I’m not naturally good at saving money. I used to think this was a personal weakness, but now I understand that it’s pretty normal. It’s not a natural impulse to squirrel away our paychecks for a vague, hypothetical future when there are so many nice things to buy here and now (not to mention scary bills piling up). But because our social structure demands that we save money to live comfortably and not become a burden to our family and friends, we have to make ourselves do it. If only it were that easy.
Psychologists have dedicated decades and millions of dollars researching ways to get people to spend less and save more, with mixed results. Up until now, the dominant and most widely tested theory is that people need more financial education to make better choices with their money — which isn’t untrue, certainly. But information only gets you so far. A simple Google search will say that you should be saving between 10 and 20 percent of your income, but the average American only saves 7.9 percent. Most of us know what we’re supposed to do, but thanks to a mishmash of circumstances, systemic problems, and normal human weakness, we can’t seem to do it.
But what if, on a certain level, we’re going about it all wrong? What if the most effective trick for saving money isn’t about facts or math, but embracing emotions — sappy, sentimental, huggy feelings (ironically, the very “weaknesses” that some researchers have blamed for our bad financial decisions in the first place)? That’s what a group of psychologists attempted to find out in a study recently published in the Journal of Financial Planning. The theory: that incorporating emotional attachments into savings goals, and reinforcing those attachments with concrete, visual objects, would make people more likely to reach them than basic financial education alone. And it worked — amazingly well.
To conduct the study, researchers broke 102 test subjects into two random groups. One group underwent a basic financial education course accompanied by a question-and-answer session. Members of the other group were instructed to bring an item of “personal, nostalgic significance,” and then talk about their savings goals and link those goals to the item. They were then told to keep the item in a place where they’d often see it — at their desk, for example. Three weeks later, the first group had increased its average savings rate by 22 percent — not bad! But members of the second group had increased theirs by a whopping 78 percent.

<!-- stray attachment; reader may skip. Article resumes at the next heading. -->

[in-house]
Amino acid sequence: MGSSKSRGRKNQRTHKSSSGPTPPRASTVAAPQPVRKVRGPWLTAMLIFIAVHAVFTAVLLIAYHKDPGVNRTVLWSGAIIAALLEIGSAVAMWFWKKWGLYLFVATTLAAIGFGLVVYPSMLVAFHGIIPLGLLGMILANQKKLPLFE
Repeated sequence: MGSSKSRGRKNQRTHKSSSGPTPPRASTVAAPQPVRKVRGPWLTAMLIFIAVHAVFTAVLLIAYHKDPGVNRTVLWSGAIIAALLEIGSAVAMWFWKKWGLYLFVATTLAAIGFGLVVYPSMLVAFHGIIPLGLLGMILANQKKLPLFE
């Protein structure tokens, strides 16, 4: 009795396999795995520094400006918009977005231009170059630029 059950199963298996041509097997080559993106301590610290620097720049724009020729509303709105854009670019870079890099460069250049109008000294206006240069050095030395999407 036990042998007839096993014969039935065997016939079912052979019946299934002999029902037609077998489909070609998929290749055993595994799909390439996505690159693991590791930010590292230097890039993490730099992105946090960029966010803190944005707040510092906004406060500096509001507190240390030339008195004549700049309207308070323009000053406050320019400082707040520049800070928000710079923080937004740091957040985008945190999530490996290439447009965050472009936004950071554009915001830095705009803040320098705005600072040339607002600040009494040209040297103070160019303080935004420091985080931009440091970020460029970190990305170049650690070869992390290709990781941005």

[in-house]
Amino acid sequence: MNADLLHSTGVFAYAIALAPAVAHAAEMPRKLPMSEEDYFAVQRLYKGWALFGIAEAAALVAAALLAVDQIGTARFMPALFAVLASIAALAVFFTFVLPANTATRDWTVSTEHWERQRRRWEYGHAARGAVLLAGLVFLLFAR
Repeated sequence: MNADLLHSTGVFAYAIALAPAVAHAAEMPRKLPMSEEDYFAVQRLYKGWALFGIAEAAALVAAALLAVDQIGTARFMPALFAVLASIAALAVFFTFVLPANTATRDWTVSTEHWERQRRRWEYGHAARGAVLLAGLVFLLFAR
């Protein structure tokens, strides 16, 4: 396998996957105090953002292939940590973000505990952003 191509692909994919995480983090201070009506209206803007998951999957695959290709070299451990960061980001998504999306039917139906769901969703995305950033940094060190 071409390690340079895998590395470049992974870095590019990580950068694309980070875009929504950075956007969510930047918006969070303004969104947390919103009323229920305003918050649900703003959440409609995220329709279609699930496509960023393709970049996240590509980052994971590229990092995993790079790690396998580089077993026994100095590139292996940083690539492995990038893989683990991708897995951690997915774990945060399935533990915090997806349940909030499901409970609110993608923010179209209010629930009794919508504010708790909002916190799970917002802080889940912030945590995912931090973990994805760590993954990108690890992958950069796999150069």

Eager to incorporate this magical realism into my own life, I immediately tried to come up with an object that I could endow with my own financial responsibility. A piece of my mom’s jewelry? My favorite pen? A special rock? Nothing seemed quite right. Discouraged, I asked Brad Klontz, one of the authors of the study, what his test participants had brought, and he rattled off a list of stuffed animals, photographs, and small heirlooms. “Most of it wasn’t really valuable in a monetary sense,” he told me. “The common thread was that almost all of them were related to family or loved ones.” Overall, the object itself wasn’t that important — what mattered was the larger picture, or value, that it signified.
“The point of the object is to conjure up imagery and emotions that are related to your savings goal, which usually involve people you care about, and then help bridge the gap between that future and your current life,” he said. “There’s nothing more boring and less inspirational than a savings account. You’re basically denying your current pleasure for this amorphous thing in the future. But if you create these bridges and make them very visual, it’ll keep you on track even when it’s very hard to see the bigger picture.” For instance, he encourages clients to name savings accounts after specific things that are important to them. “If I have an account titled ‘Ethan’s college fund,’ it’s going to be much harder for me to take money out of it to buy a boat,” he explained.
Of course, I was still hung up on what my object should be. So I called Meghaan Lurtz, a professor at Kansas State University who also worked on the study, to get her take. She reassured me that I could make a vision board instead — which took the pressure off finding the perfect item and could also be more explicitly associated with my goals (save up for a trip to Sweden this summer, invest in at least one piece of affordable art for my apartment, buy nice food to host dinners instead of going out to restaurants, max out my retirement contributions for the year).
“A little figurine or whatever can work, but I think vision boards are even better, because they’re clear and obvious,” Lurtz said. “The most important thing is to put it in a prominent place, so that it reminds you every day that you’re making steps in the right direction.” Her own vision board hangs next to her desk, directly above her computer. It includes pictures of European cities that she’d like to visit with her husband as well as photographs of her condo (she said she hopes to increase her mortgage payments this year). “I also have pictures of colleges on there, because I’d like to be able to pay for my daughter to go to school,” she said. “Whenever I feel like shopping online, it’s right there, reminding me what’s more important and showing me where my money is going instead.”